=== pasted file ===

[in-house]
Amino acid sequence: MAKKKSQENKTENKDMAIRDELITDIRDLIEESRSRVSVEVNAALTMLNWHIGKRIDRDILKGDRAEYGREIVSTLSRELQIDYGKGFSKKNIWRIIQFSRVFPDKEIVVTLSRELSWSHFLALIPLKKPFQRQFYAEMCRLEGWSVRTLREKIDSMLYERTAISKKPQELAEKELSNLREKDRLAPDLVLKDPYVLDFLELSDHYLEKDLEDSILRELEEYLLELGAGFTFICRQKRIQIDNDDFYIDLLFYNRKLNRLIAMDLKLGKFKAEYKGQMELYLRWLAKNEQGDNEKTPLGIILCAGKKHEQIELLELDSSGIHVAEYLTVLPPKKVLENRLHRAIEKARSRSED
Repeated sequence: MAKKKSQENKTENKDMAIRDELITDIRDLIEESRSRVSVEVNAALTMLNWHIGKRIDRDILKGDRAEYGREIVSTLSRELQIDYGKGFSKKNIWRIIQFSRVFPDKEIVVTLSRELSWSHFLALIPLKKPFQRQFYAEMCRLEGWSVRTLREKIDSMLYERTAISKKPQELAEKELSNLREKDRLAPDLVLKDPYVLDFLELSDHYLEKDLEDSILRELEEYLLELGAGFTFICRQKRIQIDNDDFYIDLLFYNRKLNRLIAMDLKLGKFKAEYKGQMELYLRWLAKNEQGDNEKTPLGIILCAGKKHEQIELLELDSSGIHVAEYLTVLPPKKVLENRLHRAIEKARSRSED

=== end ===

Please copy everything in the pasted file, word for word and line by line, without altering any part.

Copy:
[in-house]
Amino acid sequence: MAKKKSQENKTENKDMAIRDELITDIRDLIEESRSRVSVEVNAALTMLNWHIGKRIDRDILKGDRAEYGREIVSTLSRELQIDYGKGFSKKNIWRIIQFSRVFPDKEIVVTLSRELSWSHFLALIPLKKPFQRQFYAEMCRLEGWSVRTLREKIDSMLYERTAISKKPQELAEKELSNLREKDRLAPDLVLKDPYVLDFLELSDHYLEKDLEDSILRELEEYLLELGAGFTFICRQKRIQIDNDDFYIDLLFYNRKLNRLIAMDLKLGKFKAEYKGQMELYLRWLAKNEQGDNEKTPLGIILCAGKKHEQIELLELDSSGIHVAEYLTVLPPKKVLENRLHRAIEKARSRSED
Repeated sequence: MAKKKSQENKTENKDMAIRDELITDIRDLIEESRSRVSVEVNAALTMLNWHIGKRIDRDILKGDRAEYGREIVSTLSRELQIDYGKGFSKKNIWRIIQFSRVFPDKEIVVTLSRELSWSHFLALIPLKKPFQRQFYAEMCRLEGWSVRTLREKIDSMLYERTAISKKPQELAEKELSNLREKDRLAPDLVLKDPYVLDFLELSDHYLEKDLEDSILRELEEYLLELGAGFTFICRQKRIQIDNDDFYIDLLFYNRKLNRLIAMDLKLGKFKAEYKGQMELYLRWLAKNEQGDNEKTPLGIILCAGKKHEQIELLELDSSGIHVAEYLTVLPPKKVLENRLHRAIEKARSRSED